and Aruba, and an airfield in Ecuador.
Called Over the Horizon Radar, this Cold War weapon was designed
to detect Soviet aircraft from Alaska. Its job in Puerto Rico
will be to detect aircraft in cocaine-producing jungles -- and
give fighter jets enough raw intelligence to intercept them.
If it works as it should, after a flick of the switch early
next year, ''on a good day, you can look to the edge of South
America,'' Duany said. Puerto Rico's share of the staffing will
number 40 civilian contractors.
Comparison to Panama
Compared to Panama, which in 1995 had 10,000 U.S. military
personnel, Puerto Rico will have a leaner permanent presence.
The retreat from Panama parallels the Pentagon's post-Cold
War philosophy, which cashiered tens of thousands of troops in
the past 10 years and moved more of the military into the continental
Besides, gone are the days when U.S. forces acted as advisors
to allies fighting communism in Central America.
In Latin America, only the 1,100-strong Navy and Marine outpost
at Guantanamo Bay, Cuba, is engaged in traditional Cold War-era
Other U.S. forces in the region try to encourage democracy-building
through joint exercises with other armed forces. Through disaster
relief, they seek to bolster goodwill and prevent massive illegal
immigration to the United States. And they engage in counternarcotics
operations with the Coast Guard, which is part of the Department
of Transportation, not Defense.
Duany recently described drug trafficking to a San Juan Rotary
Club as ''the only weapon of mass destruction in the hemisphere.''
In the future, some of these programs will be supervised by
Southcom headquarters in Miami -- but carried out by planners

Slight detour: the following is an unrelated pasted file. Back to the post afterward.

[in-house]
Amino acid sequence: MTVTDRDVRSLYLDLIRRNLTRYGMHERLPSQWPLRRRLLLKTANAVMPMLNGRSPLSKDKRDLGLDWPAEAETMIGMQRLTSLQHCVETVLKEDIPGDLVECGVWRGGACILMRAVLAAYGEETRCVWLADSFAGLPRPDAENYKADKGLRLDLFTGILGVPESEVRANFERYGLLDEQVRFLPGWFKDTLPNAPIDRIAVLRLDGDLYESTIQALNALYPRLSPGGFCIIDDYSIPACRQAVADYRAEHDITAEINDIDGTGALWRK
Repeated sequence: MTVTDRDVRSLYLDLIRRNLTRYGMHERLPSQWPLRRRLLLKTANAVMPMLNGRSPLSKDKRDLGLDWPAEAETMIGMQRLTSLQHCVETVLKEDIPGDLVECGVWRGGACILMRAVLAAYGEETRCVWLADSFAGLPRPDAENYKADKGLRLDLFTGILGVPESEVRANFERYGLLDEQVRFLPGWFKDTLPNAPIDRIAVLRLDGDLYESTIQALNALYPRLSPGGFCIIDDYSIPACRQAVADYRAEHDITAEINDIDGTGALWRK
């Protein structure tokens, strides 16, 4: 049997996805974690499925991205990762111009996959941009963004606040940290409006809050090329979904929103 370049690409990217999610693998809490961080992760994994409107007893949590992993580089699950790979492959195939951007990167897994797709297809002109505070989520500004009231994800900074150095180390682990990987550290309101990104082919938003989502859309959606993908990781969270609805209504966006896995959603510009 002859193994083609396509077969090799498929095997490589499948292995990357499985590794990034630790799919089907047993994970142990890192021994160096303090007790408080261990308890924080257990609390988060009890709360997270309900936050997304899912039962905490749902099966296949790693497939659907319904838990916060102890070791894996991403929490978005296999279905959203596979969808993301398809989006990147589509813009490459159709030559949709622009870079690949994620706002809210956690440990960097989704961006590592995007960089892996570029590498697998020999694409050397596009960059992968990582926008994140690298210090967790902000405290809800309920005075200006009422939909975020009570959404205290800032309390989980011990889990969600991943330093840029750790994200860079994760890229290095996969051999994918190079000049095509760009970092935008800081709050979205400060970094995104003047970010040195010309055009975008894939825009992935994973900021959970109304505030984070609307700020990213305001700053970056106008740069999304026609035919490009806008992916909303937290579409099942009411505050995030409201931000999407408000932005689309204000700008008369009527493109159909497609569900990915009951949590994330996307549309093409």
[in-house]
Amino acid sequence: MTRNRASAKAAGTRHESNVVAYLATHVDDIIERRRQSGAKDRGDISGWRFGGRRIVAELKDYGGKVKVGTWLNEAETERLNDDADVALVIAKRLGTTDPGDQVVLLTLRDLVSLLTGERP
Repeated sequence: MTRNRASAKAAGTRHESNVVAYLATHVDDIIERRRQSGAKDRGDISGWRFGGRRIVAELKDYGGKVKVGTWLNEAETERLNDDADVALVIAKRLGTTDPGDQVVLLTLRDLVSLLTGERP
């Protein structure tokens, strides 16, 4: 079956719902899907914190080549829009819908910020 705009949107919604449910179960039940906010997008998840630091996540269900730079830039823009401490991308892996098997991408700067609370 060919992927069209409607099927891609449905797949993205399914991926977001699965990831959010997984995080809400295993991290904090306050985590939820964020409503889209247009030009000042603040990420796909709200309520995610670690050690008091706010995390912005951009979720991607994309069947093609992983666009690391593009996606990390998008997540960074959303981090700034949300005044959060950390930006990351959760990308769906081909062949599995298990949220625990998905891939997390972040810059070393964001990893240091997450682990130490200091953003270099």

in Puerto Rico.
''In terms of impact, we have the U.S. Army South and SOC-South
here, which means that Puerto Rico is the biggest player in the
region,'' said retired Army Maj. Gen. Felix Santoni.
Santoni was deputy commander-in-chief for mobilization and
reserves at Southcom in the early 1990s. He had advocated that,
with the loss of Panama, Southcom be moved to Puerto Rico.
But, after studying 126 sites and 26 cities, the Pentagon picked
''Puerto Rico is in the AOR'' -- area of responsibility --
''which Miami is not,'' says Santoni, who now works for the government-run
tourism promotion agency.
He sees the relocation of Army South in particular as prestigious
for Puerto Rico. Latin American colonels and generals will come
here for table-top exercises and other exchanges, many on their
first visit to the island. Increased visibility could enhance
Puerto Ricans, though, appear mostly indifferent to their island's
shifting military status. Many have not heard about it.
The business community has been curious about what marketing
opportunities the arrival will bring. Veterans and reservists
-- about 180,000 on the island -- are excited about seeing Fort
Buchanan put to active-duty use.
Even the independence minority -- anti-military, pro-environment
-- has been too preoccupied with a sit-in on a decades-old bombing
range at nearby Vieques to protest the changes at Fort Buchanan
and Roosevelt Roads. Civilian guard David Sanes, 35, was killed
April 19 when a Marine F-18 aircraft dropped two 500-pound bombs
off target -- and hit his watchtower.
U.S. forces first arrived on the island in the Spanish-American
War in 1898; the Navy built Roosevelt Roads in the 1940s as a
strategic refueling and mechanical stop for its ships.
Of Southcom's decision to move troops from Panama to Puerto
Rico, the Independence Party's Manuel Rodriguez Orellana said:
''This is why the United States invaded Puerto Rico, to make it
a miliary base. . . . This is a military colony. Any talk of self-determination